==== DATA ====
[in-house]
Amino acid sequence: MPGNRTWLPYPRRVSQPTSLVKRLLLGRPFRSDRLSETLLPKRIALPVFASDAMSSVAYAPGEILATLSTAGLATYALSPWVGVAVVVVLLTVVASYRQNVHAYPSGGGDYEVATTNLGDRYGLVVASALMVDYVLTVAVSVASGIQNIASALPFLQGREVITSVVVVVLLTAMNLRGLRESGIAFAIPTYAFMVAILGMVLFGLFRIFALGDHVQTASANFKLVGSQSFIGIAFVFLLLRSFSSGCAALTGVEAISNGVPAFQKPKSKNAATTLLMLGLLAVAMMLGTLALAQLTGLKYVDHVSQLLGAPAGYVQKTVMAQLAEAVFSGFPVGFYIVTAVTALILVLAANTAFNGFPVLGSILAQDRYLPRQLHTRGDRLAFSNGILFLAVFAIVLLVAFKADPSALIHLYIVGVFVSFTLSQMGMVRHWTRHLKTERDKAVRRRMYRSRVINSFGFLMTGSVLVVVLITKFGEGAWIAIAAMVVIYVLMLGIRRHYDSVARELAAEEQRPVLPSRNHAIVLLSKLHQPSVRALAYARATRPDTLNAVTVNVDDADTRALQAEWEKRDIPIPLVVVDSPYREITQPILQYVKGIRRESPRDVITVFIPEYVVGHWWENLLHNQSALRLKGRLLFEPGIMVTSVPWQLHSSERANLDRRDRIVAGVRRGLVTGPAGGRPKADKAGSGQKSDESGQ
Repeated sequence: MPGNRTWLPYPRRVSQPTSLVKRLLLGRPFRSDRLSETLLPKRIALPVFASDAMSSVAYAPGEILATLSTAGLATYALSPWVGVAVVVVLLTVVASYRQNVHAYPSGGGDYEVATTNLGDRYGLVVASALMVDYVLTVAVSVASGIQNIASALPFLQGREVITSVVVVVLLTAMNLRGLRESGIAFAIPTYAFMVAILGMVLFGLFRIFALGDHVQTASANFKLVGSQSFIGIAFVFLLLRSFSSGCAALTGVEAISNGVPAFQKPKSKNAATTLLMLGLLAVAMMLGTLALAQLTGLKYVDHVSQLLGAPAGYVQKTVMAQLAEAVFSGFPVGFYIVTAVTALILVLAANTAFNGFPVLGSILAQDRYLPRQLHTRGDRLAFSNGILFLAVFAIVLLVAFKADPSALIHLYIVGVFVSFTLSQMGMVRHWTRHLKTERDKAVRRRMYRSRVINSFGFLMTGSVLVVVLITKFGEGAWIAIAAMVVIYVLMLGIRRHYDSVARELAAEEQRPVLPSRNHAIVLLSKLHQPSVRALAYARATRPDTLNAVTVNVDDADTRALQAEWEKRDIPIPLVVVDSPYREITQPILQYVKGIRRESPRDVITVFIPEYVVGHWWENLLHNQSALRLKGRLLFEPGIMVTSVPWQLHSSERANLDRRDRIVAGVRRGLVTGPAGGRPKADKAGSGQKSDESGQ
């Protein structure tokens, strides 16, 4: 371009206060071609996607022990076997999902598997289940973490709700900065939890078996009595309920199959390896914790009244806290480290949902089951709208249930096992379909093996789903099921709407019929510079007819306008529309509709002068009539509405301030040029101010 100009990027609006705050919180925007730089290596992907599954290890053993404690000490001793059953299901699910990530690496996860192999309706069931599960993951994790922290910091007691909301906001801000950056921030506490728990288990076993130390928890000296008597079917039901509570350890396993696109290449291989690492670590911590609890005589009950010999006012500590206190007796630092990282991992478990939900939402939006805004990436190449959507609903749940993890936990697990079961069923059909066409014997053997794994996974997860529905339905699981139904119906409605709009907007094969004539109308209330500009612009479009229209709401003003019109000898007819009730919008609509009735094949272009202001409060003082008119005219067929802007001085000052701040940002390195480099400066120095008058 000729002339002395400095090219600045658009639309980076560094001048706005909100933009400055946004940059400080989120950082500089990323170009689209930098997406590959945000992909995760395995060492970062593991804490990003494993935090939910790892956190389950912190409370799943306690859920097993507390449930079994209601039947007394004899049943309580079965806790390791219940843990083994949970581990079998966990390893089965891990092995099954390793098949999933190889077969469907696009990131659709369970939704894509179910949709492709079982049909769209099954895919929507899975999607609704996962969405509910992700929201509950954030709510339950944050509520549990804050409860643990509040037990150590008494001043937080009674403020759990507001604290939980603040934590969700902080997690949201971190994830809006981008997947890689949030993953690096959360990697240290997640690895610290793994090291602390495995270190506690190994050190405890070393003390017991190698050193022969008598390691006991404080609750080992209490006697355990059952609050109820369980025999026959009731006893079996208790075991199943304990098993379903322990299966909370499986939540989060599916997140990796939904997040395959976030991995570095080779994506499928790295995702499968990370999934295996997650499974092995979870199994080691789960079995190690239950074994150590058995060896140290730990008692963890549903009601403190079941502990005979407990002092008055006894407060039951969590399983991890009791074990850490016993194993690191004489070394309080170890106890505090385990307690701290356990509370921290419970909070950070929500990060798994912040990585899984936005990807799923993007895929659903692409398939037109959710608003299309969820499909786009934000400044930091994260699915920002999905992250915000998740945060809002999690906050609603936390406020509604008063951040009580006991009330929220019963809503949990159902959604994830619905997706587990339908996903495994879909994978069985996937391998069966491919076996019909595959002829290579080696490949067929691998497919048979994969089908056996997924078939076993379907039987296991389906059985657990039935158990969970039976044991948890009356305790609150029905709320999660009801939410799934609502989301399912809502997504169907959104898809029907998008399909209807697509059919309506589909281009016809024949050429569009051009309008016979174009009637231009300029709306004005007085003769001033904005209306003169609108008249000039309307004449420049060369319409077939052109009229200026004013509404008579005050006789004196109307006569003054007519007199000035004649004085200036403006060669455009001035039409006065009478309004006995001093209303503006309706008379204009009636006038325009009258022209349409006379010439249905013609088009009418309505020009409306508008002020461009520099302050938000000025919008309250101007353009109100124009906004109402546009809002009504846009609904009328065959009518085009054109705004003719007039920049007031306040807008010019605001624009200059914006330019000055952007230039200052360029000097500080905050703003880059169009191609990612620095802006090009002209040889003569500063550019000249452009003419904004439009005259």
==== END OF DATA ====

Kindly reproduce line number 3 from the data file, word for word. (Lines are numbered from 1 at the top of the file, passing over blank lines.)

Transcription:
Repeated sequence: MPGNRTWLPYPRRVSQPTSLVKRLLLGRPFRSDRLSETLLPKRIALPVFASDAMSSVAYAPGEILATLSTAGLATYALSPWVGVAVVVVLLTVVASYRQNVHAYPSGGGDYEVATTNLGDRYGLVVASALMVDYVLTVAVSVASGIQNIASALPFLQGREVITSVVVVVLLTAMNLRGLRESGIAFAIPTYAFMVAILGMVLFGLFRIFALGDHVQTASANFKLVGSQSFIGIAFVFLLLRSFSSGCAALTGVEAISNGVPAFQKPKSKNAATTLLMLGLLAVAMMLGTLALAQLTGLKYVDHVSQLLGAPAGYVQKTVMAQLAEAVFSGFPVGFYIVTAVTALILVLAANTAFNGFPVLGSILAQDRYLPRQLHTRGDRLAFSNGILFLAVFAIVLLVAFKADPSALIHLYIVGVFVSFTLSQMGMVRHWTRHLKTERDKAVRRRMYRSRVINSFGFLMTGSVLVVVLITKFGEGAWIAIAAMVVIYVLMLGIRRHYDSVARELAAEEQRPVLPSRNHAIVLLSKLHQPSVRALAYARATRPDTLNAVTVNVDDADTRALQAEWEKRDIPIPLVVVDSPYREITQPILQYVKGIRRESPRDVITVFIPEYVVGHWWENLLHNQSALRLKGRLLFEPGIMVTSVPWQLHSSERANLDRRDRIVAGVRRGLVTGPAGGRPKADKAGSGQKSDESGQ